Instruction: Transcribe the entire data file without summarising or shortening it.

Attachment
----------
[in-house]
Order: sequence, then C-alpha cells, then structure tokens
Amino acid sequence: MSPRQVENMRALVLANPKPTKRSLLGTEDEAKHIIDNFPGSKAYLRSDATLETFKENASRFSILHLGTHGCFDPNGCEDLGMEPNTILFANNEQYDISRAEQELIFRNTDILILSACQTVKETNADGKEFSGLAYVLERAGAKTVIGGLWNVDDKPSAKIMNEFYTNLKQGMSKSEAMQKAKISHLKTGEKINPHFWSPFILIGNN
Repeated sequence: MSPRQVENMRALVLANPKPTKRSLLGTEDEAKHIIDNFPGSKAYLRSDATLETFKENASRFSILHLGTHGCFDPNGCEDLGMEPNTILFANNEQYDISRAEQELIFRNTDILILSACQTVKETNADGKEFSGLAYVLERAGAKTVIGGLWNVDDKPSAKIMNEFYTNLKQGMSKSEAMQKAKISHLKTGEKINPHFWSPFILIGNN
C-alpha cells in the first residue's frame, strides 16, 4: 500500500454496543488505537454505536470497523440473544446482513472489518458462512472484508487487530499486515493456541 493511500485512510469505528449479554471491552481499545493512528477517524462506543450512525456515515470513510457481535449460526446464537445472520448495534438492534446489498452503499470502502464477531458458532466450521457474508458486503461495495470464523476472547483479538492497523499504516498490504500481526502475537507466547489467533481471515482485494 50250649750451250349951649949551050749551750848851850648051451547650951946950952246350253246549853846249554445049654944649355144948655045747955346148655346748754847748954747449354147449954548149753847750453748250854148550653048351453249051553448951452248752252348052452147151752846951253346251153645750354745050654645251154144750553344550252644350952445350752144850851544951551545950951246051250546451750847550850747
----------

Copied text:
[in-house]
Order: sequence, then C-alpha cells, then structure tokens
Amino acid sequence: MSPRQVENMRALVLANPKPTKRSLLGTEDEAKHIIDNFPGSKAYLRSDATLETFKENASRFSILHLGTHGCFDPNGCEDLGMEPNTILFANNEQYDISRAEQELIFRNTDILILSACQTVKETNADGKEFSGLAYVLERAGAKTVIGGLWNVDDKPSAKIMNEFYTNLKQGMSKSEAMQKAKISHLKTGEKINPHFWSPFILIGNN
Repeated sequence: MSPRQVENMRALVLANPKPTKRSLLGTEDEAKHIIDNFPGSKAYLRSDATLETFKENASRFSILHLGTHGCFDPNGCEDLGMEPNTILFANNEQYDISRAEQELIFRNTDILILSACQTVKETNADGKEFSGLAYVLERAGAKTVIGGLWNVDDKPSAKIMNEFYTNLKQGMSKSEAMQKAKISHLKTGEKINPHFWSPFILIGNN
C-alpha cells in the first residue's frame, strides 16, 4: 500500500454496543488505537454505536470497523440473544446482513472489518458462512472484508487487530499486515493456541 493511500485512510469505528449479554471491552481499545493512528477517524462506543450512525456515515470513510457481535449460526446464537445472520448495534438492534446489498452503499470502502464477531458458532466450521457474508458486503461495495470464523476472547483479538492497523499504516498490504500481526502475537507466547489467533481471515482485494 50250649750451250349951649949551050749551750848851850648051451547650951946950952246350253246549853846249554445049654944649355144948655045747955346148655346748754847748954747449354147449954548149753847750453748250854148550653048351453249051553448951452248752252348052452147151752846951253346251153645750354745050654645251154144750553344550252644350952445350752144850851544951551545950951246051250546451750847550850747